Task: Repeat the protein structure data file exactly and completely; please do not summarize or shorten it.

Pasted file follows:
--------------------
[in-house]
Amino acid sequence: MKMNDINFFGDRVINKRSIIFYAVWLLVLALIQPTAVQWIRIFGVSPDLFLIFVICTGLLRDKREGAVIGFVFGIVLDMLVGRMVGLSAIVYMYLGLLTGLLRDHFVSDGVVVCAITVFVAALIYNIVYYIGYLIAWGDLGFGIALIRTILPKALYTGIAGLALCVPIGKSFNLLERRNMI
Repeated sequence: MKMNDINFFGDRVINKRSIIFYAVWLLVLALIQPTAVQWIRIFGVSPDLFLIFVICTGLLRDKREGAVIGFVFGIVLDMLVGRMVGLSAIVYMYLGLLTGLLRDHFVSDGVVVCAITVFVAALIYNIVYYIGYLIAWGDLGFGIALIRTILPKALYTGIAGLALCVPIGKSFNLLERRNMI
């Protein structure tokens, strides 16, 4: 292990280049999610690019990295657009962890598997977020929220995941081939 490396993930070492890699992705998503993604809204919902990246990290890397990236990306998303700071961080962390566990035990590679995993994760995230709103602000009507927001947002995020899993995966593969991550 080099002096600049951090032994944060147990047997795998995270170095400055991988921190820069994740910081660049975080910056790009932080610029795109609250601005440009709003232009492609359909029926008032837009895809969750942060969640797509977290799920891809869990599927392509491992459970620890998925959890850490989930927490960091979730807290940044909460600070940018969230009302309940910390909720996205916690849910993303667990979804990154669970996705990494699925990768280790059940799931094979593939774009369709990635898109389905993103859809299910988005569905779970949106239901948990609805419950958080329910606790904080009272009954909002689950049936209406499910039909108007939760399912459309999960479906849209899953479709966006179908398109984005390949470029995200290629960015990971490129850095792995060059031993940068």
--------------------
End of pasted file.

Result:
[in-house]
Amino acid sequence: MKMNDINFFGDRVINKRSIIFYAVWLLVLALIQPTAVQWIRIFGVSPDLFLIFVICTGLLRDKREGAVIGFVFGIVLDMLVGRMVGLSAIVYMYLGLLTGLLRDHFVSDGVVVCAITVFVAALIYNIVYYIGYLIAWGDLGFGIALIRTILPKALYTGIAGLALCVPIGKSFNLLERRNMI
Repeated sequence: MKMNDINFFGDRVINKRSIIFYAVWLLVLALIQPTAVQWIRIFGVSPDLFLIFVICTGLLRDKREGAVIGFVFGIVLDMLVGRMVGLSAIVYMYLGLLTGLLRDHFVSDGVVVCAITVFVAALIYNIVYYIGYLIAWGDLGFGIALIRTILPKALYTGIAGLALCVPIGKSFNLLERRNMI
């Protein structure tokens, strides 16, 4: 292990280049999610690019990295657009962890598997977020929220995941081939 490396993930070492890699992705998503993604809204919902990246990290890397990236990306998303700071961080962390566990035990590679995993994760995230709103602000009507927001947002995020899993995966593969991550 080099002096600049951090032994944060147990047997795998995270170095400055991988921190820069994740910081660049975080910056790009932080610029795109609250601005440009709003232009492609359909029926008032837009895809969750942060969640797509977290799920891809869990599927392509491992459970620890998925959890850490989930927490960091979730807290940044909460600070940018969230009302309940910390909720996205916690849910993303667990979804990154669970996705990494699925990768280790059940799931094979593939774009369709990635898109389905993103859809299910988005569905779970949106239901948990609805419950958080329910606790904080009272009954909002689950049936209406499910039909108007939760399912459309999960479906849209899953479709966006179908398109984005390949470029995200290629960015990971490129850095792995060059031993940068």